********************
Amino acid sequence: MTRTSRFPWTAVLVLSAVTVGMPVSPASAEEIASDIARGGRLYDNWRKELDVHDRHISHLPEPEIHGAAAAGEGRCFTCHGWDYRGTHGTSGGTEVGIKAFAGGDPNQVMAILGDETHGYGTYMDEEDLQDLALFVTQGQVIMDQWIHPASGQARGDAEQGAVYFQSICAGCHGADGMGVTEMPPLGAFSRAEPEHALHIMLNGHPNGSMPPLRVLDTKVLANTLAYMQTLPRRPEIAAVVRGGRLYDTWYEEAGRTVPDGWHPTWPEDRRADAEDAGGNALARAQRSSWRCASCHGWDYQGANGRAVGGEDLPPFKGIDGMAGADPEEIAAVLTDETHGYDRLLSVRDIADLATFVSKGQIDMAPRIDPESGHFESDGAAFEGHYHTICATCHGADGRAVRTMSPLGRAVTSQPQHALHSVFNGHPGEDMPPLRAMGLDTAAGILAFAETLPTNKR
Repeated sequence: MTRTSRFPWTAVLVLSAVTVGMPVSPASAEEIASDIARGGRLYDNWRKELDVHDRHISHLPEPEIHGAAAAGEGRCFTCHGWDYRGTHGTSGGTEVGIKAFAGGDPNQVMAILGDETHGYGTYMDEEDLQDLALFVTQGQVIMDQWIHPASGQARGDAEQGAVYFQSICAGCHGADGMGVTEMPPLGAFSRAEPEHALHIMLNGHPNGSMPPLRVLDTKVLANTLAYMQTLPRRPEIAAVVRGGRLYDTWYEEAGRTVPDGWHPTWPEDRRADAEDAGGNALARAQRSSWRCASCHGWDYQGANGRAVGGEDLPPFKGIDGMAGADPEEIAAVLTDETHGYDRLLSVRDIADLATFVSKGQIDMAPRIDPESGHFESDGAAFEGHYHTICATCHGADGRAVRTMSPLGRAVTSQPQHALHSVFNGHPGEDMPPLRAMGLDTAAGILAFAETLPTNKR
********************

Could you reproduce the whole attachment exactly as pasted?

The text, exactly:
Amino acid sequence: MTRTSRFPWTAVLVLSAVTVGMPVSPASAEEIASDIARGGRLYDNWRKELDVHDRHISHLPEPEIHGAAAAGEGRCFTCHGWDYRGTHGTSGGTEVGIKAFAGGDPNQVMAILGDETHGYGTYMDEEDLQDLALFVTQGQVIMDQWIHPASGQARGDAEQGAVYFQSICAGCHGADGMGVTEMPPLGAFSRAEPEHALHIMLNGHPNGSMPPLRVLDTKVLANTLAYMQTLPRRPEIAAVVRGGRLYDTWYEEAGRTVPDGWHPTWPEDRRADAEDAGGNALARAQRSSWRCASCHGWDYQGANGRAVGGEDLPPFKGIDGMAGADPEEIAAVLTDETHGYDRLLSVRDIADLATFVSKGQIDMAPRIDPESGHFESDGAAFEGHYHTICATCHGADGRAVRTMSPLGRAVTSQPQHALHSVFNGHPGEDMPPLRAMGLDTAAGILAFAETLPTNKR
Repeated sequence: MTRTSRFPWTAVLVLSAVTVGMPVSPASAEEIASDIARGGRLYDNWRKELDVHDRHISHLPEPEIHGAAAAGEGRCFTCHGWDYRGTHGTSGGTEVGIKAFAGGDPNQVMAILGDETHGYGTYMDEEDLQDLALFVTQGQVIMDQWIHPASGQARGDAEQGAVYFQSICAGCHGADGMGVTEMPPLGAFSRAEPEHALHIMLNGHPNGSMPPLRVLDTKVLANTLAYMQTLPRRPEIAAVVRGGRLYDTWYEEAGRTVPDGWHPTWPEDRRADAEDAGGNALARAQRSSWRCASCHGWDYQGANGRAVGGEDLPPFKGIDGMAGADPEEIAAVLTDETHGYDRLLSVRDIADLATFVSKGQIDMAPRIDPESGHFESDGAAFEGHYHTICATCHGADGRAVRTMSPLGRAVTSQPQHALHSVFNGHPGEDMPPLRAMGLDTAAGILAFAETLPTNKR